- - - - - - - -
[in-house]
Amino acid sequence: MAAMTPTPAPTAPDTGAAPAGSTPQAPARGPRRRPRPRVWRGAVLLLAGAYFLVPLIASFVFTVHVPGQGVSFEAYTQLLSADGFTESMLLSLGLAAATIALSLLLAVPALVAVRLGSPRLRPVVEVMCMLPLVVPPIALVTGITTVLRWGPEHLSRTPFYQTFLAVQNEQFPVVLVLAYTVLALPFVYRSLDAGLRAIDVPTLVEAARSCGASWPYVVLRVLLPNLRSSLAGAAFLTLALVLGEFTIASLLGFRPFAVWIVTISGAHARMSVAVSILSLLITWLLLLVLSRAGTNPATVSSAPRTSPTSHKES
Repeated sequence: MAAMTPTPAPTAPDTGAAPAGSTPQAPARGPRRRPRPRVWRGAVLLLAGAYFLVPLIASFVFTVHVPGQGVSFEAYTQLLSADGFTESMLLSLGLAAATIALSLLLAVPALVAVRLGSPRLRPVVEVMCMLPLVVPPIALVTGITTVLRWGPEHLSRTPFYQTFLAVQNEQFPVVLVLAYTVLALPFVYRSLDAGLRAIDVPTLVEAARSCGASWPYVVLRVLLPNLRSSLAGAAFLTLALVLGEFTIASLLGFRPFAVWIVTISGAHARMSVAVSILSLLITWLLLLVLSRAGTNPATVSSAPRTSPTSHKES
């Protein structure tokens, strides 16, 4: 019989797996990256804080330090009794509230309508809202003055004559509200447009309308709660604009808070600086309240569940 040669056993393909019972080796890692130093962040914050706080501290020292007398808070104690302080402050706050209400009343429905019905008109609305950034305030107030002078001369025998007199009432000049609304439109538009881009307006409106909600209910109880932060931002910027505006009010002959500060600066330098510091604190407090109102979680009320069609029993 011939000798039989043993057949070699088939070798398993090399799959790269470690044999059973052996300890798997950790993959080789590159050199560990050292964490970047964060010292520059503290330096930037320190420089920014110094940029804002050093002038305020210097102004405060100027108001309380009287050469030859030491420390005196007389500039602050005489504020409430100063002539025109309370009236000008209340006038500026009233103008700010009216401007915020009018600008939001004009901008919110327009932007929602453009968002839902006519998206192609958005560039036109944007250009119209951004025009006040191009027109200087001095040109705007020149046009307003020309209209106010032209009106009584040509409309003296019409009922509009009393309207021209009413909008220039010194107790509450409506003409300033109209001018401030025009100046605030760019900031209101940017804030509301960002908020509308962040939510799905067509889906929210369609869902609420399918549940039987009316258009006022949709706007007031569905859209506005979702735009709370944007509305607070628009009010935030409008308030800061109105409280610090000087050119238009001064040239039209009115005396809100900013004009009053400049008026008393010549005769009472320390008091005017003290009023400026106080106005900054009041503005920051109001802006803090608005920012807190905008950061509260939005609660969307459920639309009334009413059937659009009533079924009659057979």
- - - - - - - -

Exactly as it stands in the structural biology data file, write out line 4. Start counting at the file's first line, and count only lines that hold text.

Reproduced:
């Protein structure tokens, strides 16, 4: 019989797996990256804080330090009794509230309508809202003055004559509200447009309308709660604009808070600086309240569940 040669056993393909019972080796890692130093962040914050706080501290020292007398808070104690302080402050706050209400009343429905019905008109609305950034305030107030002078001369025998007199009432000049609304439109538009881009307006409106909600209910109880932060931002910027505006009010002959500060600066330098510091604190407090109102979680009320069609029993 011939000798039989043993057949070699088939070798398993090399799959790269470690044999059973052996300890798997950790993959080789590159050199560990050292964490970047964060010292520059503290330096930037320190420089920014110094940029804002050093002038305020210097102004405060100027108001309380009287050469030859030491420390005196007389500039602050005489504020409430100063002539025109309370009236000008209340006038500026009233103008700010009216401007915020009018600008939001004009901008919110327009932007929602453009968002839902006519998206192609958005560039036109944007250009119209951004025009006040191009027109200087001095040109705007020149046009307003020309209209106010032209009106009584040509409309003296019409009922509009009393309207021209009413909008220039010194107790509450409506003409300033109209001018401030025009100046605030760019900031209101940017804030509301960002908020509308962040939510799905067509889906929210369609869902609420399918549940039987009316258009006022949709706007007031569905859209506005979702735009709370944007509305607070628009009010935030409008308030800061109105409280610090000087050119238009001064040239039209009115005396809100900013004009009053400049008026008393010549005769009472320390008091005017003290009023400026106080106005900054009041503005920051109001802006803090608005920012807190905008950061509260939005609660969307459920639309009334009413059937659009009533079924009659057979």